Every now and then you just want something a little different to satisfy your cravings. Perhaps you’re planning a meal with your significant other or maybe you’re just in the mood for dessert. There really is no better plate to took into than Coeur a la Crème with delicious strawberries smothering it. The name Coeur a la Crème literally translates from French to “Heart of the cream”, that’s how you know it’s gonna be good!
Although there are many different variations of this particular dessert, this has got to be one of the best. It not only satisfies your sweet tooth, but it is satisfying for us cheese lovers too!
If you want to get all romantic with it, you can use a heart shaped mold to really top off this dessert.
What You Need
– 1 tbsp granulated sugar
– 1 tbsp heavy cream
– 1 cup fromage blanc
– 2 egg whites, beaten
What To Do
Firstly, combine the sugar, cream, and cheese. Then fold in the egg whites. You now spoon the mixture into a mold lined with a butter muslin and allow it to set in the fridge for 6-10 hours.
Once it is set, gently pull the butter muslin up to remove heat from the mold.
It is all up to you what to serve it with. From experience, enjoying it topped with strawberries and syrup or even melted chocolate can leave your mouth watering!
In different traditions, it is customary to serve a cheese course before dessert or after dessert. But sometimes, you can switch out your chocolate cake and cherry pie for a delicious cheese course.
In recent years, it has become popular in some places to serve cheese in place of sugary sweets. As a dessert, cheese is an elegant, healthier option than brownies, cookies or ice-cream sundaes. With its many flavors, textures, and aromas, cheese offers a whole other world of possibilities.
At specialty cheese shops, like Shisler’s Cheese House, you can find a number of specially flavored cheeses from sweet flavors, fruits, liqueurs, beer cheeses and even chocolate cheeses- perfect for dessert! Shisler’s Cheese House has so many options for a dessert cheese which will have your senses overloading and mouth watering. Our store allows for the cheese to become any course of your meal and can be a perfect fit for dessert. One of our favorites, chocolate cheese can be paired with many foods such as muffins, pancakes, and bread. It is the best of both worlds.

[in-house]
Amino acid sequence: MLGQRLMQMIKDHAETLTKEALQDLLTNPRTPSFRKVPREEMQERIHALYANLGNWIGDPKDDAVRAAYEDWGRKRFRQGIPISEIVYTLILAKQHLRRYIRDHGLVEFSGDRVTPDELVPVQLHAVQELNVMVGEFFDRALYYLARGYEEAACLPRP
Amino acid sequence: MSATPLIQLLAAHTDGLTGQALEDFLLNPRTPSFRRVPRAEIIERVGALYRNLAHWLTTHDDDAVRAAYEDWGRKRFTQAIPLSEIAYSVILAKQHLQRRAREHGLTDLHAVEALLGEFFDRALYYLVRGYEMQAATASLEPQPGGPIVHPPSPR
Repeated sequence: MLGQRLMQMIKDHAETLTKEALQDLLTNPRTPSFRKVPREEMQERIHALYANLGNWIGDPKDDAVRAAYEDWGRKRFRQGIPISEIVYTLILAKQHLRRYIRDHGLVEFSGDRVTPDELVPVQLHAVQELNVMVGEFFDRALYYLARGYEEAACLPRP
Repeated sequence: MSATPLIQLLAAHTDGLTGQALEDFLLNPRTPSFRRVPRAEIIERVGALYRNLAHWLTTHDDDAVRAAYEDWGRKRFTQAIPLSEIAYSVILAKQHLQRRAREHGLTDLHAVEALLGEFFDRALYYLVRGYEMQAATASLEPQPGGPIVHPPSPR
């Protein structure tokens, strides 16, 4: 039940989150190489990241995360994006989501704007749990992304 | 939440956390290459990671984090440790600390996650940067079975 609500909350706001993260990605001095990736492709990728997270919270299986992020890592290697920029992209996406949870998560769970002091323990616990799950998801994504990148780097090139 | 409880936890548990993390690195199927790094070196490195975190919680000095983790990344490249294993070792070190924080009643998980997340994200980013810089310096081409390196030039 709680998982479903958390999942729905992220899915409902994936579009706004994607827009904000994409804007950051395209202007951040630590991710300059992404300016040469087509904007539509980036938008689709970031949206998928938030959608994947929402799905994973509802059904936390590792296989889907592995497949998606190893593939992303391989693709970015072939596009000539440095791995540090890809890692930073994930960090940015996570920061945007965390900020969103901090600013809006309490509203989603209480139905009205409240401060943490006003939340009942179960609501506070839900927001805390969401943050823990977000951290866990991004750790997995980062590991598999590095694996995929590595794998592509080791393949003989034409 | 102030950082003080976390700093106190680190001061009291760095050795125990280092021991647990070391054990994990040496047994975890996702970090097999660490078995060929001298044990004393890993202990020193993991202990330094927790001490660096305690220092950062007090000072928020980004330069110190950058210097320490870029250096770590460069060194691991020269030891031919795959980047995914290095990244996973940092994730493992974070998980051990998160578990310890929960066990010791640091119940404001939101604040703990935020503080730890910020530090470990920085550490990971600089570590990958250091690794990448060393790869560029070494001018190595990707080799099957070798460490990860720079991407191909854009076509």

If you’re creating your own cheese dessert, cheese plates are a very sophisticated option, especially when entertaining guests. A proper cheese board should have around 3 to 4 cheeses that range in flavor from savory and sweet.
To make the presentation look nice and appealing, arrange fresh fruits between each section of cheese. Pears, apples, figs, berries and grapes are good pairings for most cheeses. Then embellish each plate with a sprinkling of walnuts with a side of honey or pecan sauce.
To complement your offerings, put some dark bread and some delicious dessert wines out with the cheese boards. Dessert cheeses match well with vintage Port, Moscato or Icewines. For more on how to get the perfect cheese board and the best wine pairings, take a look at these articles:
Dessert Cheese Choices
Some cheeses are actually naturally fruity and sweet in flavor which is helpful in making them traditional treats for dessert time. Putting together Dutch Gouda, creamy Havarti or French Brie and adding a few slices of fruit and wine can turn these simple cheeses into delicious, mouthwatering desserts.